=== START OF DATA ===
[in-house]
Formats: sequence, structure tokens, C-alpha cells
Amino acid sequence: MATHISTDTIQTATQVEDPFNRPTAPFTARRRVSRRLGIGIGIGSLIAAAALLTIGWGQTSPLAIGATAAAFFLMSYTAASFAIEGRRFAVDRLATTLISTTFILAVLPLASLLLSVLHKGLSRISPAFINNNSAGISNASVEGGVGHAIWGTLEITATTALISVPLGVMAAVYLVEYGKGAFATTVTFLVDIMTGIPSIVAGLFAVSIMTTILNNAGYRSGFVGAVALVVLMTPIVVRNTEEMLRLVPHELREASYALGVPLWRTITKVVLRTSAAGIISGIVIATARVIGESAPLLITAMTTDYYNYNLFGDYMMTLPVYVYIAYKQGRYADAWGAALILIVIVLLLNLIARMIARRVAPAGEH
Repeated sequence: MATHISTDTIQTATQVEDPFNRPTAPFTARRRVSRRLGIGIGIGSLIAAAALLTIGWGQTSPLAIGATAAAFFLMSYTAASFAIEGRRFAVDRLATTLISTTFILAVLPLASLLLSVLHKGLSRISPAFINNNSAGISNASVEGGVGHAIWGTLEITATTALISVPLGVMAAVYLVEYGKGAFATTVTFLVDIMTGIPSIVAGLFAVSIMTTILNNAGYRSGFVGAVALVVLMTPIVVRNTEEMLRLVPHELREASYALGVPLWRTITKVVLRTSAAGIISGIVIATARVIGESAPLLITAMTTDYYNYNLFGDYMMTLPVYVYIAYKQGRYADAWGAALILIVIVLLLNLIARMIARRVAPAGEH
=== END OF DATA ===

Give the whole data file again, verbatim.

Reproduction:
[in-house]
Formats: sequence, structure tokens, C-alpha cells
Amino acid sequence: MATHISTDTIQTATQVEDPFNRPTAPFTARRRVSRRLGIGIGIGSLIAAAALLTIGWGQTSPLAIGATAAAFFLMSYTAASFAIEGRRFAVDRLATTLISTTFILAVLPLASLLLSVLHKGLSRISPAFINNNSAGISNASVEGGVGHAIWGTLEITATTALISVPLGVMAAVYLVEYGKGAFATTVTFLVDIMTGIPSIVAGLFAVSIMTTILNNAGYRSGFVGAVALVVLMTPIVVRNTEEMLRLVPHELREASYALGVPLWRTITKVVLRTSAAGIISGIVIATARVIGESAPLLITAMTTDYYNYNLFGDYMMTLPVYVYIAYKQGRYADAWGAALILIVIVLLLNLIARMIARRVAPAGEH
Repeated sequence: MATHISTDTIQTATQVEDPFNRPTAPFTARRRVSRRLGIGIGIGSLIAAAALLTIGWGQTSPLAIGATAAAFFLMSYTAASFAIEGRRFAVDRLATTLISTTFILAVLPLASLLLSVLHKGLSRISPAFINNNSAGISNASVEGGVGHAIWGTLEITATTALISVPLGVMAAVYLVEYGKGAFATTVTFLVDIMTGIPSIVAGLFAVSIMTTILNNAGYRSGFVGAVALVVLMTPIVVRNTEEMLRLVPHELREASYALGVPLWRTITKVVLRTSAAGIISGIVIATARVIGESAPLLITAMTTDYYNYNLFGDYMMTLPVYVYIAYKQGRYADAWGAALILIVIVLLLNLIARMIARRVAPAGEH